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Monday, 22 May 2006
Page: 17

Mr BAIRD (1:29 PM) —I move:

That this House:

(1)   notes with concern:

(a)   the increasing use of the death penalty as a criminal sanction in our region;

(b)   the execution of Mr Van Tuong Nguyen in the Republic of Singapore; and

(c)   the plight of all Australians who are currently on death row;

(2)   congratulates the Governor-General, the Prime Minister and the Australian Government and Opposition for their recent efforts on behalf of Australians on death row; and

(3)   calls on the Australian Government to:

(a)   advocate with our regional neighbours the abolition of the death penalty or, as an interim measure, the establishment of a moratorium on executions; and

(b)   encourage our regional neighbours to ratify the United Nations International Convention on Civil and Political Rights and the Second Optional Protocol.

The execution late last year of Mr Van Nguyen focused Australia’s collective mind on the horrors of capital punishment. For the first time since the execution of Barlow and Chambers in 1986, Australia collectively discussed the issue of capital punishment. Tens of thousands of Australians attended vigils, church services and observance ceremonies against Mr Van Nguyen’s execution. Within this parliament, more than 450 ministers, members and senators, together with staff, signed a petition that was presented to the Singaporean government pleading for clemency. At 9.07 am on 2 December 2005, Van Nguyen was executed. Around Australia, tens of thousands of people marked the occasion with solemnity.

Mr Van Nguyen was a criminal. He was a drug smuggler, a man who conspired to import 26,000 shots of heroin into Australia. His criminality was never disputed and his criminal actions were not supported by anyone who called for his sentence to be commuted. Our pleas for clemency were not in support of his actions but rather were a recognition that human life is sacred and that state sanctioned executions are anathema to human rights.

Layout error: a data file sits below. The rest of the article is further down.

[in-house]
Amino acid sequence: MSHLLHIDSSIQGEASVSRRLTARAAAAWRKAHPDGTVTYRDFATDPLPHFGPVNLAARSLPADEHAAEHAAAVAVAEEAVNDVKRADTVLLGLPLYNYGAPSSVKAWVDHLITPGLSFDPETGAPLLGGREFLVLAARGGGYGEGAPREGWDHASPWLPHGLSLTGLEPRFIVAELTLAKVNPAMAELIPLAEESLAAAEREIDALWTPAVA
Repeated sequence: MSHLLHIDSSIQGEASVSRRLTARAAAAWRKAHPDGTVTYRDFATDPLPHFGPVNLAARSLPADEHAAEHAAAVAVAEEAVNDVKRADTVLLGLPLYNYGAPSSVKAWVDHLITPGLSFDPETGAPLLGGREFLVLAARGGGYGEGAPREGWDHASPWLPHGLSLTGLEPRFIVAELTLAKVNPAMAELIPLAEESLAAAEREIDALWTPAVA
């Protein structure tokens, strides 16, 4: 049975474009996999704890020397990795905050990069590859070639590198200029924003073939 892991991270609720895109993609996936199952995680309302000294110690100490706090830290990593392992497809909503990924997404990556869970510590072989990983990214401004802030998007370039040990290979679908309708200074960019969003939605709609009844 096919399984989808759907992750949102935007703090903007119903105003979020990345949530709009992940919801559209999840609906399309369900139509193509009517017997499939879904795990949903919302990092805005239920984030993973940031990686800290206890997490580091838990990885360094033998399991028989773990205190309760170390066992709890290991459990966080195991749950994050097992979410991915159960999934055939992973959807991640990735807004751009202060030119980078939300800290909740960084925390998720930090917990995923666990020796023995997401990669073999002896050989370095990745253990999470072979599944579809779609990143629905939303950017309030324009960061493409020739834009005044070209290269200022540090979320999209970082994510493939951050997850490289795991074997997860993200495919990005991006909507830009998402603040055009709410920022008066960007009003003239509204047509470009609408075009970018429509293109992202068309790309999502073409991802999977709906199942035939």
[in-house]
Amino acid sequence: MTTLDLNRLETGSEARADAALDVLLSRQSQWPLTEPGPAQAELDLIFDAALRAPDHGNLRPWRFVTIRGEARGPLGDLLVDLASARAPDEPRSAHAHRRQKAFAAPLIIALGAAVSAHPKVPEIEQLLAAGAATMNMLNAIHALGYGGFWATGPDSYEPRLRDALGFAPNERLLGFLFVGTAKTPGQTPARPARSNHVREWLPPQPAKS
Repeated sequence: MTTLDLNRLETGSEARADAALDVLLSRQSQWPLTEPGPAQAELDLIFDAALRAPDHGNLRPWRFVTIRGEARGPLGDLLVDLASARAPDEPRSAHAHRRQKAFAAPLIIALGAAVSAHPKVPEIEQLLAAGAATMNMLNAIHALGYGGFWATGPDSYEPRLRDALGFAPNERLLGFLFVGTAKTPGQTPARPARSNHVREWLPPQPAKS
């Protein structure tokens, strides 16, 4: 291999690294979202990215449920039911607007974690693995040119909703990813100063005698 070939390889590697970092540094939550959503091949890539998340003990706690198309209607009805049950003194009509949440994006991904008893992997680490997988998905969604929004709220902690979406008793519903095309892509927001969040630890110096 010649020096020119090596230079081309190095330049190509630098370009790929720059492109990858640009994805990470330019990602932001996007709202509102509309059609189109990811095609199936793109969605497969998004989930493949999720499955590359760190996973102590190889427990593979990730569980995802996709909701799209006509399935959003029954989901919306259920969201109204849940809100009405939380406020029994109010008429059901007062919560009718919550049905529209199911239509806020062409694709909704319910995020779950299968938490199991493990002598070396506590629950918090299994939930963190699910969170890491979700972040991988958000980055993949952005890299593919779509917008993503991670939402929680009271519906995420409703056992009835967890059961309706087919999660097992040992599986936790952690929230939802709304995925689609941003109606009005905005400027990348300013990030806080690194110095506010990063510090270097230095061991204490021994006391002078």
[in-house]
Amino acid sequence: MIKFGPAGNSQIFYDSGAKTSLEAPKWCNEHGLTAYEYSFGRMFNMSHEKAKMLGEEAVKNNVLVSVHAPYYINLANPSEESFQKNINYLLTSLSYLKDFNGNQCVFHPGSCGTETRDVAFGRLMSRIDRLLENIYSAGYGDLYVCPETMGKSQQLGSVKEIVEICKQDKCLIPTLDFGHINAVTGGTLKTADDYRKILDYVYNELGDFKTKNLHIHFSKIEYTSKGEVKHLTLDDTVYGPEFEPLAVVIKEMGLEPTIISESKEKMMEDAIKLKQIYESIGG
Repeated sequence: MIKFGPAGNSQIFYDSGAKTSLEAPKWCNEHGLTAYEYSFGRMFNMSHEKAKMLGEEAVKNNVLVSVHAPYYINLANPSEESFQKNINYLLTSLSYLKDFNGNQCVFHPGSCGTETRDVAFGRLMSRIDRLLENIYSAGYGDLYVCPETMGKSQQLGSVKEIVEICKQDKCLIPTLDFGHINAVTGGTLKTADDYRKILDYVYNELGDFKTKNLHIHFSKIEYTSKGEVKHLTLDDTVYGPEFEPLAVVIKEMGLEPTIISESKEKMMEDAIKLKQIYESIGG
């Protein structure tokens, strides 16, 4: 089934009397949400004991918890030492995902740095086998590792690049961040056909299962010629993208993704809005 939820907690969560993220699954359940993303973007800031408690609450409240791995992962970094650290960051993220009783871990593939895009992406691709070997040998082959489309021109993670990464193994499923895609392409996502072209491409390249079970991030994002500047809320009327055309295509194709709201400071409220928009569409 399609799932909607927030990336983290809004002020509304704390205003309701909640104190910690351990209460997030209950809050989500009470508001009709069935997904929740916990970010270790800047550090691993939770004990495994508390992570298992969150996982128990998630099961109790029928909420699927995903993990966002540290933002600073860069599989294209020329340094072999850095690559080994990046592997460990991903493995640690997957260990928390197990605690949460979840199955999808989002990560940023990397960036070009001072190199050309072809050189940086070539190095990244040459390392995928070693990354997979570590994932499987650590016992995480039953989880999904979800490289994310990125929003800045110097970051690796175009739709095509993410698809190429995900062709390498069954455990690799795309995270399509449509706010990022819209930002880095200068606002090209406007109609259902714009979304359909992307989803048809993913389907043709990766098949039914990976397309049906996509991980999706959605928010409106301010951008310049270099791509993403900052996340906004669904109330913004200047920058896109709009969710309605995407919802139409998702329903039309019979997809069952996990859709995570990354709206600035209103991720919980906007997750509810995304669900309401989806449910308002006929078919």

Life was never easy for the Nguyen family; money was tight when they were growing up and their stepfather was a violent man. Van Nguyen agreed to smuggle drugs to help his addict brother pay off drug related debts, a criminal and stupid decision, but one born out of love for his brother rather than criminal greed. After a lonely and nervous four-hour wait at gate C22 of Changi Airport, Van Nguyen prepared to board his connecting flight. As he cleared security, he inadvertently triggered a metal detector. Van Nguyen was so inexperienced as a smuggler that he began to shake and volunteered his crime to police. Nguyen pled guilty to possessing 400 grams of heroin, more than 25 times the amount at which the death penalty is mandatory. He was sentenced to death on 20 March 2004.

The Prime Minister, the Governor-General, the Leader of the Opposition and Australia’s ministers of the Crown should be commended on their efforts to help this young Australian. Appeals for a presidential pardon were made repeatedly at the very highest levels of government. Never before has an Australian Prime Minister lobbied so hard to save the life of an Australian. The official plea for clemency by the Australian government was rejected in October 2005. The Prime Minister, ministers, the opposition and this parliament continued to call for clemency, ultimately to no avail.